The author of this update, attorney Cynthia Marcotte Stamer, has extensive experience advising and assisting health care providers and other health industry clients with HIPAA and other privacy and data security, reimbursement, compliance, public policy, regulatory, staffing, and other operations and risk management matters. Ms. Stamer also is regularly conducts training on HIPAA and other health industry compliance, management and operations matters.  You can get more information about her health industry experience here.  If you need assistance with these or other compliance concerns, wish to inquire about arranging for compliance audit or training, or need legal representation on other matters please contact Ms. Stamer at (469) 767-8872 or via e-mail here

Other Recent Developments

If you found this information of interest, you also may be interested in reviewing some of the following recent Updates available online by clicking on the article title:

For More Information

We hope that this information is useful to you. If you need assistance evaluating or responding to the Health Care Reform Law or health care compliance, risk management, transactional, operational, reimbursement, or public policy concerns, please contact the author of this update, Cynthia Marcotte Stamer, at (469) 767-8872, cstamer@Solutionslawyer.net.

Vice President of the North Texas Health Care Compliance Professionals Association, Past Chair of the ABA Health Law Section Managed Care & Insurance Section and the former Board Compliance Chair of the National Kidney Foundation of North Texas, Ms. Stamer has more than 23 years experience advising health industry clients about these and other matters. A popular lecturer and widely published author on health industry and human resources matters, Ms. Stamer continuously advises health industry clients about health industry and other related concerns. Ms. Stamer also publishes and speaks extensively on health and managed care industry regulatory, staffing and human resources, compensation and benefits, technology, public policy, reimbursement and other operations and risk management concerns. Her insights on these and other related matters appear in the Health Care Compliance Association, Atlantic Information Service, Bureau of National Affairs, World At Work, The Wall Street Journal, Business Insurance, the Dallas Morning News, Modern Health Care, Managed Healthcare, Health Leaders, and a many other national and local publications. For additional information about Ms. Stamer, her experience, involvements, programs or publications, see here.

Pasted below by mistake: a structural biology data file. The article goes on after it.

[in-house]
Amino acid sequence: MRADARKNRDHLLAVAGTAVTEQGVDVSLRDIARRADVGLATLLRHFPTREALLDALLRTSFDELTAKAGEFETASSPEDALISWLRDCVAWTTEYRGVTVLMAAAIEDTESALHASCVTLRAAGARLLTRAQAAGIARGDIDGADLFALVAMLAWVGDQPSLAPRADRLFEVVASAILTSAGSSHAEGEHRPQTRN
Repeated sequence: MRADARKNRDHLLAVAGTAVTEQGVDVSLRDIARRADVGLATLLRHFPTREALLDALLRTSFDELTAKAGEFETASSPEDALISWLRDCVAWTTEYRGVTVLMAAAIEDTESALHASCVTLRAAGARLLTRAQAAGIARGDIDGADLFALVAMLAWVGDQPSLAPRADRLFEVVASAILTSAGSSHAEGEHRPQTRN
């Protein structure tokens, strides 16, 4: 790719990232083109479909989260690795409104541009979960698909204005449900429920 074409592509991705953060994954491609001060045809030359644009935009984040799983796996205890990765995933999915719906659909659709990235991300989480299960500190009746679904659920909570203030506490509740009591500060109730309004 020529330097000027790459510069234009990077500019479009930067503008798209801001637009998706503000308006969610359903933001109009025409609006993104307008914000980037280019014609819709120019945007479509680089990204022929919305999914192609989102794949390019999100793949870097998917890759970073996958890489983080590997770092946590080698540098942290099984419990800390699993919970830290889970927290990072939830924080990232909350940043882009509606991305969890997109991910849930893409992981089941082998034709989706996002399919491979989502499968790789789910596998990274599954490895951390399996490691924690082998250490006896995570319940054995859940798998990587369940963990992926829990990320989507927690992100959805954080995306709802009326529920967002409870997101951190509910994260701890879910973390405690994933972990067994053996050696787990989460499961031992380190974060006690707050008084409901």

You can review other recent health care and internal controls resources and additional information about the health industry and other experience of Ms. Stamer here. If you or someone else you know would like to receive future updates about developments on these and other concerns, please be sure that we have your current contact information – including your preferred e-mail – by creating or updating your profile at here or e-mailing this information here. To unsubscribe, e-mail here.

©2010 Solutions Law Press. All rights reserved.


CMS PROPOSES RULES TO IMPLEMENT AFFORDABLE CARE ACT REQUIRED EXPANSION OF MEDICARE PREVENTIVE SERVICES AND OTHER 2011 REIMBURSEMENT CHANGES

July 3, 2010

August 24, 2010 is the deadline for concerned health care providers or others to submit comments on regulations that the Centers for Medicare & Medicaid Services (CMS) recently proposed to implement key provisions in the Affordable Care Act of 2010 concerning Medicare reimbursement preventive services, primary care services, certain rural health care services, imaging and certain other services.  Health care providers providing Medicare-covered services should review the proposed regulation available here and an accompanying CMS Fact Sheet on the rule available here to assess its likely implications on their reimbursement and other operations act quickly to share any comments and concerns.

The proposed regulation published by CMS June 26, 2010 would apply to payments under the Medicare Physician Fee Schedule for services furnished on or after January 1, 2011.  Among other things, it outlines the conditions under which CMS proposes that:

  • Medicare will cover an annual wellness visit
  • Eliminate out-of-pocket costs for Medicare beneficiaries for most preventive services
  • Add an incentive payment for primary care services furnished by primary care practitioners that can include physicians, nurse practitioners, clinical nurse specialists and physician assistants.  Implement a payment incentive program for general surgeons performing major surgery in areas designated by the Secretary as Health Professional Shortage Areas (HPSAs)
  • Allow physician assistants to order post-hospital extended care services in skilled nursing facilities
  • Pay certified nurse midwives for their services under the Medicare Physician Fee Schedule (MPFS) at the same rates as physicians
  • Update its policies and payment rates for services by physicians, nonphysician practitioners (NPPs) and certain other suppliers that are paid under the MPFS during calendar year (CY) 2011.